Suspicious AA 9mm load data


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david_r
April 5, 2013, 03:56 AM
Accurate Arms load data for #5 a Rainier 115 RN seems might suspicious. How can it be the same velocity and pressure as the other loads they have listed with a charge weight that is .2 to .6 less than the other bullets? They do the same with #7 but not with #2.


Jacketed
No 5 115 NOS JHP 5.4 1,007 6.3 1,137 34,913 1.077
No 5 115 SIE FMJ 5.4 1,021 6.3 1,148 34,200 1.100
Lead
No 5 115 LC RN 5.2 1,043 6.1 1,179 34,420 1.070
Plated
No 5 115 BRY RNDS 5.7 1,023 6.5 1,145 33,667 1.130

No 5 115 RAN RN 4.8 1,017 5.9 1,150 33,854 1.140
No 7 115 BRY RNDS 7.0 1,047 8.2 1,185 34,933 1.130
No 7 115 RAN RN 5.7 1,027 6.7 1,165 34,399 1.140
No 2 115 BRY RNDS 3.7 976 4.7 1,103 34,853 1.130
No 2 115 RAN RN 3.8 957 4.6 1,081 33,695 1.140

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Walkalong
April 5, 2013, 08:31 AM
Plated vs jacketed. Bullet composition. Light vs heavy "jacket", and in the case of the Ranier, probably softer lead.

I usually say to stop at 75% to 80% of jacketed data, and this kind of data is why. Some plated can be pushed harder, but some cannnot. The more plated data that comes out the better, especially brand specific. Hodgdon has some online now, as well as Accurate and Vihtavuori, maybe more.

here are some old links to some plated data.

http://www.thehighroad.org/showpost.php?p=6195350&postcount=11

rfwobbly
April 5, 2013, 12:09 PM
I'd call Accurate to verify. They are extremely helpful.

rodregier
April 5, 2013, 12:53 PM
Keep in mind too that the product sold as AA#5 has varied a great deal over the years. This is in part due to completely different factories producing the powder that is packaged by Accurate Arms and labelled as AA#5.

The best strategy to deal with such variations is to use load data published during the *same* time period when your AA#5 was manufactured.

As always, start low, work up!

beatledog7
April 5, 2013, 01:29 PM
All reloading data are suspicious in that they must be tested in your gun before you can say they're valid for your gun.

rfwobbly
April 5, 2013, 02:05 PM
All reloading data are suspicious in that they must be tested in your gun before you can say they're valid for your gun.

That's an excellent statement. Very concise and to the point.

david_r
April 5, 2013, 03:15 PM
I'd call it suspect, not suspicious.

Has anyone looked at the data? Can anyone opine on why there is such a discrepancy between the Berry's and Rainier? I would assume that AA had recycled their earlier data from the link Walkalong posted. However, they changed the COL so I would assume their latest data is new.

Their lead and jacketed data is higher than the Rainier plated data. I would expect it to fall in between those or at least for the Rainier and the Berry's to be more similar than the lead and jacketed.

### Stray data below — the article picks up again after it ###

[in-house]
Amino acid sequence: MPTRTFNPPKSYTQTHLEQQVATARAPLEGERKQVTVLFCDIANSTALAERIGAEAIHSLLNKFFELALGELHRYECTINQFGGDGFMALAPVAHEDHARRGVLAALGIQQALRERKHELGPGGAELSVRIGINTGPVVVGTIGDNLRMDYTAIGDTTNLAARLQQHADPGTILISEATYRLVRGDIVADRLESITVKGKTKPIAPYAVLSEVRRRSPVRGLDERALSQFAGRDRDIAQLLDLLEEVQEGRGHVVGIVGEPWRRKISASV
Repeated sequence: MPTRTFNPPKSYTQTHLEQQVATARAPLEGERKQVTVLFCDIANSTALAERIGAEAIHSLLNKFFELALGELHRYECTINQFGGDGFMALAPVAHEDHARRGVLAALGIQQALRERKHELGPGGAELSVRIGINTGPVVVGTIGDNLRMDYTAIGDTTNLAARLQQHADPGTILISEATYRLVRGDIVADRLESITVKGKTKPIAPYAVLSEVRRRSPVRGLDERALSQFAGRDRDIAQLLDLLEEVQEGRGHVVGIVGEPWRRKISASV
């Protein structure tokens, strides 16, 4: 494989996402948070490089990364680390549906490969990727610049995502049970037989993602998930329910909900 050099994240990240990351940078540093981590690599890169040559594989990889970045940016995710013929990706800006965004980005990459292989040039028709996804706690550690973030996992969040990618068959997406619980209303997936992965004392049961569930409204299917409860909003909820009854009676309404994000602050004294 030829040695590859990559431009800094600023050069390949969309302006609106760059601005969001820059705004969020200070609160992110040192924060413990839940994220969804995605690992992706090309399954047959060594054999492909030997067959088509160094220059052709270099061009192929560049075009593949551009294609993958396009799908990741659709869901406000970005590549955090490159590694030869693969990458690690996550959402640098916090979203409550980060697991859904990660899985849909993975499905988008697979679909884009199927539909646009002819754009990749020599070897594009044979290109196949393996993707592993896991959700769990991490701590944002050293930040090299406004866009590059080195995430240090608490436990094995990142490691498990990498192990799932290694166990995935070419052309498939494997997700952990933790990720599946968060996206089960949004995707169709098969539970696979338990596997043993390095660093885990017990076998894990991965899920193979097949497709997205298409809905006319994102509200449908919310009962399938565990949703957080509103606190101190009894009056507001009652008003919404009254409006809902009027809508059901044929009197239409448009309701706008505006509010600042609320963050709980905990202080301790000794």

If someone has an actual theory, I'd love to hear it.

ljnowell
April 5, 2013, 03:32 PM
.......

GLOOB
April 7, 2013, 10:06 PM
I have experienced the difference firsthand. Rainiers shoot almost like cast. Berry's shoot almost like jacketed. Select your start loads accordingly. I dunno but maybe rainier shoot faster than cast Cuz they're dead soft lead vs hard cast.

Walkalong
April 7, 2013, 10:34 PM
I pretty much agree with GLOOB, but would note that the Ranier 9MM 115 Gr RN gives virtually identical velocities for me as the Hornady jacketed 115 Gr FMJ (Encapsulated - Has a disc on the bottom to seal the lead from the burning powder) Some Raniers will get you in trouble pressure wise if you try to push them with max jacketed data. Some of the data out there shows that.

Blue68f100
April 8, 2013, 10:36 AM
I'd call it suspect, not suspicious.

Has anyone looked at the data? Can anyone opine on why there is such a discrepancy between the Berry's and Rainier? I would assume that AA had recycled their earlier data from the link Walkalong posted. However, they changed the COL so I would assume their latest data is new.

Their lead and jacketed data is higher than the Rainier plated data. I would expect it to fall in between those or at least for the Rainier and the Berry's to be more similar than the lead and jacketed.

If someone has an actual theory, I'd love to hear it.

Berry's has always fallen in between lead and jacketed. The reason they recommend that you load up to mid jacketed data. Their plating is a different harness and they have a different core harness. Rainers has always said to use lead data, soft core, harder jacket ( i think). I have always gotten seater marks on Rainer's but not on Berry's. There bases are different too.

There are probably other reason but I no longer have access to equipment to measure the hardness and thickness of the jacket or core to confirm.

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